Journal of Biotechnology & Biomaterials
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Trim5α (T5α) is an important antiretroviral element of the innate immune response and plays an important role in species-
specific restriction of lentiviruses by docking viral capsid protein and leading itto proteasome-mediated digestion. Over
expression of ovine T5α appears to be responsible for restriction against Visna/ Maedivirus (VMV), as described in our
previous studies. In this study we explore the restriction pattern of caprinecells (belonging to a goat synovial membrane cell
line, GSM-T) against a panel of vesicular stomatitis virus protein G (VSV-G) pseudotyped heterologous retroviruses HIV-1,
HIV-2, SIVmac, MLV-N and MLV-B. Upon exposure of GSM-Tcells to the pseudotyped viruses, SIVmac and MLV-N showed
significantly decreased titers compared to those found in permissive feline cells (CRFK) used as control, which suggested
the existence of a restriction factor in the GSM-T cell line.To determine its existence, T5α from GSM-T (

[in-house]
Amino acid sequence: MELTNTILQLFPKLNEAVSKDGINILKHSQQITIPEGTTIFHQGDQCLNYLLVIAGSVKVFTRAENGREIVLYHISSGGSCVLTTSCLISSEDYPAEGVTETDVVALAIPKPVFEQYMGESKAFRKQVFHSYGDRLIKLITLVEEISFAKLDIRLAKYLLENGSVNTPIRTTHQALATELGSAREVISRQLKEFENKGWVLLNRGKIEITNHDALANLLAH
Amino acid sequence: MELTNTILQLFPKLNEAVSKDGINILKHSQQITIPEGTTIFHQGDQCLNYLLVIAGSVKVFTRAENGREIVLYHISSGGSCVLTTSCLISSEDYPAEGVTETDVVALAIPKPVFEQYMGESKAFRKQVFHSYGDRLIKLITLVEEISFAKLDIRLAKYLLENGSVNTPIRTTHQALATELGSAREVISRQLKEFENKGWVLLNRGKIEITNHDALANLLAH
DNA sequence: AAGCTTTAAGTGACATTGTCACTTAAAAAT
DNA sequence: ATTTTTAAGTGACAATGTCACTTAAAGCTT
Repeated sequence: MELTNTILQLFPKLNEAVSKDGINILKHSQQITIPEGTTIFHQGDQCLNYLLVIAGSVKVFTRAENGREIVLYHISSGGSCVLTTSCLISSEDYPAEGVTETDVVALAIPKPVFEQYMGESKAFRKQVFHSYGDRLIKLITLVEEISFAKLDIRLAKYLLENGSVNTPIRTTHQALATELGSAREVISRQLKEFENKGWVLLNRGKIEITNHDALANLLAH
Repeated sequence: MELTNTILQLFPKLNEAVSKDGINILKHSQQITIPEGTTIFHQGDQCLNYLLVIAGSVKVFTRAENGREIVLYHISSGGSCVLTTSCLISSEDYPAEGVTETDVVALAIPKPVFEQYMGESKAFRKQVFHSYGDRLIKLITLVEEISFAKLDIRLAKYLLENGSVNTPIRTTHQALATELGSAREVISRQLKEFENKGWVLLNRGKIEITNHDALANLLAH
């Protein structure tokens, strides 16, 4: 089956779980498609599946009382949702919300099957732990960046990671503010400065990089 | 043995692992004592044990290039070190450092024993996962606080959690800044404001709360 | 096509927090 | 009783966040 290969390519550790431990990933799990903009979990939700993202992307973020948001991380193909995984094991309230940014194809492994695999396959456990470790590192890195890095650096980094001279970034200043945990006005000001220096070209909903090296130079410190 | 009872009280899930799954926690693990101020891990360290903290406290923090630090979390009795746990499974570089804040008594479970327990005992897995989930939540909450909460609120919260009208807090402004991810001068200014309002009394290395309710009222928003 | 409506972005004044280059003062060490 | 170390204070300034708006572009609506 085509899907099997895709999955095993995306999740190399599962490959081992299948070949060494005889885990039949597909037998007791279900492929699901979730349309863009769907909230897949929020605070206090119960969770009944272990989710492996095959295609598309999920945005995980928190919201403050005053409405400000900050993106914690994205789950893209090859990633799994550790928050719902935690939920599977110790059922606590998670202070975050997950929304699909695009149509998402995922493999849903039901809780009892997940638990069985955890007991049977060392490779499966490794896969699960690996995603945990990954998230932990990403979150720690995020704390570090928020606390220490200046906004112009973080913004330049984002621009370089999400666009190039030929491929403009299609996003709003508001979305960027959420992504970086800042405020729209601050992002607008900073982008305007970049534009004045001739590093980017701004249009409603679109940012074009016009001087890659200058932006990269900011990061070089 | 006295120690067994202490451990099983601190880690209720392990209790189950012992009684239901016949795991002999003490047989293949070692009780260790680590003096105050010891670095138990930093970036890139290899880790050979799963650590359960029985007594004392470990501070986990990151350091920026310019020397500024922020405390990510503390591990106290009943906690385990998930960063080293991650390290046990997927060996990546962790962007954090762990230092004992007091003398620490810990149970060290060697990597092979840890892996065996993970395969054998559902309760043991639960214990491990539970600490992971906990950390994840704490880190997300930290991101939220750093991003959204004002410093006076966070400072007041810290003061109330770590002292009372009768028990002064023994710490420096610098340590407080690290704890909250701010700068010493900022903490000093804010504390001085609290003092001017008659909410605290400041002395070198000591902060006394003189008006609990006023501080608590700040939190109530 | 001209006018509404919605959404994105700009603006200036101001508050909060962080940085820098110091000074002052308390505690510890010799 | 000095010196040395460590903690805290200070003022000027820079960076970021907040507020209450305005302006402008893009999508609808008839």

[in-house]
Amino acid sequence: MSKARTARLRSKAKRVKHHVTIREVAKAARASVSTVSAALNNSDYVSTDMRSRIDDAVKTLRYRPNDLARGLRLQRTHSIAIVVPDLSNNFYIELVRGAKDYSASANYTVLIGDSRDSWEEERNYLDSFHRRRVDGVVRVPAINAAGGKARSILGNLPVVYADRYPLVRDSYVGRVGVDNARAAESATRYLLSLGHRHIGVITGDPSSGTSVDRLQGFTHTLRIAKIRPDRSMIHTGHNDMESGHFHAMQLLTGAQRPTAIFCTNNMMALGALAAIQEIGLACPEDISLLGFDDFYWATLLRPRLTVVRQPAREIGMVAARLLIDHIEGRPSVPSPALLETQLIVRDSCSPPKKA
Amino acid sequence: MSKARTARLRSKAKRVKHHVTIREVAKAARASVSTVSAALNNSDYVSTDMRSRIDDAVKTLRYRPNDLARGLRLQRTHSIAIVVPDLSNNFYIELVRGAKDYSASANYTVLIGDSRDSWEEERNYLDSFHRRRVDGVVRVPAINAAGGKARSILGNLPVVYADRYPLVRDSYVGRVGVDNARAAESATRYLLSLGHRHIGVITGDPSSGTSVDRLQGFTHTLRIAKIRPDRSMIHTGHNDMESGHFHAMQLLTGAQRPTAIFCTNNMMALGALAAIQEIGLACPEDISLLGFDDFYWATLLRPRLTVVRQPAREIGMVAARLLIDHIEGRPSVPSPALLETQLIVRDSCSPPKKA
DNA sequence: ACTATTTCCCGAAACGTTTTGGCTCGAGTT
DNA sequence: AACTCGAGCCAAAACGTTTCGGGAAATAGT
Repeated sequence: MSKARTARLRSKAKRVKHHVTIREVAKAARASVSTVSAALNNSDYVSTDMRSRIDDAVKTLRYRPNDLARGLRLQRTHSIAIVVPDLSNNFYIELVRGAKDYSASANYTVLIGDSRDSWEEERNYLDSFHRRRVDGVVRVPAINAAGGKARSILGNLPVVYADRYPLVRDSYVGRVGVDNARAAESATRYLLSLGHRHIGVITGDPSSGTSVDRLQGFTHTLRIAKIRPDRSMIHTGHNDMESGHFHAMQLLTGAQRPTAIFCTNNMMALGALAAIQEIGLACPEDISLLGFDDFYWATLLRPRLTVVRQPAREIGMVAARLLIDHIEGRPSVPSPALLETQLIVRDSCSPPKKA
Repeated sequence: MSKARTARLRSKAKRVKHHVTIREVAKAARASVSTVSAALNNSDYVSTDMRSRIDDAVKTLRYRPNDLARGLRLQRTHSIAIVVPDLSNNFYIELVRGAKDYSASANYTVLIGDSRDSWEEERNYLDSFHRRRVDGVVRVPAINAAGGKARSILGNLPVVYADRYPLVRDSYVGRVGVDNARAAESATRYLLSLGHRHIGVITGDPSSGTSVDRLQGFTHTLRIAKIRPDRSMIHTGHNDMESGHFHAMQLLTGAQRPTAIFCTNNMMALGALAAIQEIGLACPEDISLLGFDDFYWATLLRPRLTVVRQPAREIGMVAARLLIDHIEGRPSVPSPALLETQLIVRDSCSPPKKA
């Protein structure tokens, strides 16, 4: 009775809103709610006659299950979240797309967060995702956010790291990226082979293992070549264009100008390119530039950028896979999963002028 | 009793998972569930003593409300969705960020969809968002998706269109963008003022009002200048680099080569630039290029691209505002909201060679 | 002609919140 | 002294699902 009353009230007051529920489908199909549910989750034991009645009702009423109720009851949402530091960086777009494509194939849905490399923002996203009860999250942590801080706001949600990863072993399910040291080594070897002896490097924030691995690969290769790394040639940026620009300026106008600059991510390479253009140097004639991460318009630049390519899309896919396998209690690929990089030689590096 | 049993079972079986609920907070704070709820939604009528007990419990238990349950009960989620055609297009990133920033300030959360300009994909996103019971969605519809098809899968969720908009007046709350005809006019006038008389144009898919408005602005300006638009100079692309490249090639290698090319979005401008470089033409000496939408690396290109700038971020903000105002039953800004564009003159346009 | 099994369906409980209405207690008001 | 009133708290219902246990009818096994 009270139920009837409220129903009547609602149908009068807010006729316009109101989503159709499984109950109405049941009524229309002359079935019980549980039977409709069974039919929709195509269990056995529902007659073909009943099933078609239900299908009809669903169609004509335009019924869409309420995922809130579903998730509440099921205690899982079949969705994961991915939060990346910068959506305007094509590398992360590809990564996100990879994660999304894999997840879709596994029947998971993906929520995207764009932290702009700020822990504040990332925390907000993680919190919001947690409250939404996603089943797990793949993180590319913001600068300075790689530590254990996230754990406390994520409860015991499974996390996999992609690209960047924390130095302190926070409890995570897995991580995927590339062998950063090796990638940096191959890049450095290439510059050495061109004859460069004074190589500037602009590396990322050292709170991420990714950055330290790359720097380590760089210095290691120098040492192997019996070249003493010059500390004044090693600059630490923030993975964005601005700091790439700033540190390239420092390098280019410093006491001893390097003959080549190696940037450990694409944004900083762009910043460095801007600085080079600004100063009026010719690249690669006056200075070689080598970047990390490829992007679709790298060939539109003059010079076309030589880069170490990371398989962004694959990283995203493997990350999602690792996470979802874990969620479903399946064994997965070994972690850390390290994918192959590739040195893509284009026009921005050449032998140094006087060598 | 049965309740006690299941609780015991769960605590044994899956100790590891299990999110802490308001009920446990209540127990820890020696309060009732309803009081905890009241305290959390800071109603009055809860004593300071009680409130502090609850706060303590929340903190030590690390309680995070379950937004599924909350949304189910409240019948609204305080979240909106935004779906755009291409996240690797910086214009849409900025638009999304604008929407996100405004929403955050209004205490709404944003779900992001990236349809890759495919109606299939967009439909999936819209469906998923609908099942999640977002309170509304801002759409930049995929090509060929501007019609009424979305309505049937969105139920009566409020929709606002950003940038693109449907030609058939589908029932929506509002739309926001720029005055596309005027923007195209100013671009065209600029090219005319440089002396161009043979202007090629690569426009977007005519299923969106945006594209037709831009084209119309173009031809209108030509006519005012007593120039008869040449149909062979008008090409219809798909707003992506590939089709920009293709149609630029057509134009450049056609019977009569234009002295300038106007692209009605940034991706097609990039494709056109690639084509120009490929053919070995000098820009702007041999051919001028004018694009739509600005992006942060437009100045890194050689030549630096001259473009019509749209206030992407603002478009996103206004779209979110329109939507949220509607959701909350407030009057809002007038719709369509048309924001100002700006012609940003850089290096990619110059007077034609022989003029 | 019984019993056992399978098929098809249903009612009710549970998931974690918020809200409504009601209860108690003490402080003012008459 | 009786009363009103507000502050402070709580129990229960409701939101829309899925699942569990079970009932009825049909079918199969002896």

into EXN plasmid and the resulting vector packaged into VSV-Gpseudotyped MLV cores, yielding virionsen coding Ca6.
MDTF cells transduced with these virions stably expressed Ca6and effectively restricted incoming SIVmac particles but not
those of MLV-N. Therefore, thecaprineT5αCa6appeared to be responsible for the restriction of SIVmac observed. However,
additional molecules (other T5isoforms or restriction factors like APOBEC3 or Tetherin) are needed to explain restriction
against MLV-N.Lentiviral restriction by innate immunity intrinsic factors of heterologous origin may open new therapeutic
strategies against human and animal lentiviral infections.
L. de Pablo is recipient of a pre-doctoral fellowship of the Public University of Navarre (Pamplona Spain) at the Institute of Agrobiotechnology (CSIC-UPNA-
Government of Navarre). Her research on animal health is carried out in the fields of immunology, genetics and virology. Her thesis entitled ?Innate immunity against
small ruminant lentiviruses (SRLV)? involves the study of retroviral restriction factors. Lorena de Pablo (Logro?o, 1986) graduated in Biology, obtained her Master?s
degree in Health Sciences at the University of Navarre (Pamplona, Spain) and has different Congress contributions. Presently, she is working in the experimental
phase of her pre-doctoral period, being enrolled at the Public University of Navarre doctoral study program.
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